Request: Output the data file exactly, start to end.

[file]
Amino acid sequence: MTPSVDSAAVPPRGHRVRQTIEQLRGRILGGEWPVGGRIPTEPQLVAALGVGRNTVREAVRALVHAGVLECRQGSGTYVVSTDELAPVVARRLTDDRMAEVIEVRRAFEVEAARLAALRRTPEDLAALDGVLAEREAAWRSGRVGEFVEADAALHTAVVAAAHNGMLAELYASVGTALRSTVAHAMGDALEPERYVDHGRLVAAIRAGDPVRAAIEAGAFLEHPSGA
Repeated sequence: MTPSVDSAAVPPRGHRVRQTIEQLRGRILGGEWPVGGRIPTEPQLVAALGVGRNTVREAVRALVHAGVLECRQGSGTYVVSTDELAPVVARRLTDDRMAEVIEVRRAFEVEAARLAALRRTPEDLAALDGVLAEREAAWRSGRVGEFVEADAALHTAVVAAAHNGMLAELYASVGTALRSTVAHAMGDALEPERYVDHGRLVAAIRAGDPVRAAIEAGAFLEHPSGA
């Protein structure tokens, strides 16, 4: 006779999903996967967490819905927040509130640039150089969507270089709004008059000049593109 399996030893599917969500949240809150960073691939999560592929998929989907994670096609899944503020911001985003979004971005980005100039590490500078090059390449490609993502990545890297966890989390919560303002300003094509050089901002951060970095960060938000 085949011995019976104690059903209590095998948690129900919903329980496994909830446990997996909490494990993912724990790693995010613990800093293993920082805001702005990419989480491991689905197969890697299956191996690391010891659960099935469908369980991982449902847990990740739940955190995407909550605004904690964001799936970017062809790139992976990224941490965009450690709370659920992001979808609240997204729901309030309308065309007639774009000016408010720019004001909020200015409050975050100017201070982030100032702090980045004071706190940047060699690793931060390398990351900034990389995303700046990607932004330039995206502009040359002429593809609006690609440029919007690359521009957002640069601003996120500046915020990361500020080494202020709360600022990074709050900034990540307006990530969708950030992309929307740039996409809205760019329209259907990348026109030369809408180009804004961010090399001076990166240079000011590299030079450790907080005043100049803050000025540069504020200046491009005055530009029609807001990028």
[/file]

Amino acid sequence: MTPSVDSAAVPPRGHRVRQTIEQLRGRILGGEWPVGGRIPTEPQLVAALGVGRNTVREAVRALVHAGVLECRQGSGTYVVSTDELAPVVARRLTDDRMAEVIEVRRAFEVEAARLAALRRTPEDLAALDGVLAEREAAWRSGRVGEFVEADAALHTAVVAAAHNGMLAELYASVGTALRSTVAHAMGDALEPERYVDHGRLVAAIRAGDPVRAAIEAGAFLEHPSGA
Repeated sequence: MTPSVDSAAVPPRGHRVRQTIEQLRGRILGGEWPVGGRIPTEPQLVAALGVGRNTVREAVRALVHAGVLECRQGSGTYVVSTDELAPVVARRLTDDRMAEVIEVRRAFEVEAARLAALRRTPEDLAALDGVLAEREAAWRSGRVGEFVEADAALHTAVVAAAHNGMLAELYASVGTALRSTVAHAMGDALEPERYVDHGRLVAAIRAGDPVRAAIEAGAFLEHPSGA
């Protein structure tokens, strides 16, 4: 006779999903996967967490819905927040509130640039150089969507270089709004008059000049593109 399996030893599917969500949240809150960073691939999560592929998929989907994670096609899944503020911001985003979004971005980005100039590490500078090059390449490609993502990545890297966890989390919560303002300003094509050089901002951060970095960060938000 085949011995019976104690059903209590095998948690129900919903329980496994909830446990997996909490494990993912724990790693995010613990800093293993920082805001702005990419989480491991689905197969890697299956191996690391010891659960099935469908369980991982449902847990990740739940955190995407909550605004904690964001799936970017062809790139992976990224941490965009450690709370659920992001979808609240997204729901309030309308065309007639774009000016408010720019004001909020200015409050975050100017201070982030100032702090980045004071706190940047060699690793931060390398990351900034990389995303700046990607932004330039995206502009040359002429593809609006690609440029919007690359521009957002640069601003996120500046915020990361500020080494202020709360600022990074709050900034990540307006990530969708950030992309929307740039996409809205760019329209259907990348026109030369809408180009804004961010090399001076990166240079000011590299030079450790907080005043100049803050000025540069504020200046491009005055530009029609807001990028």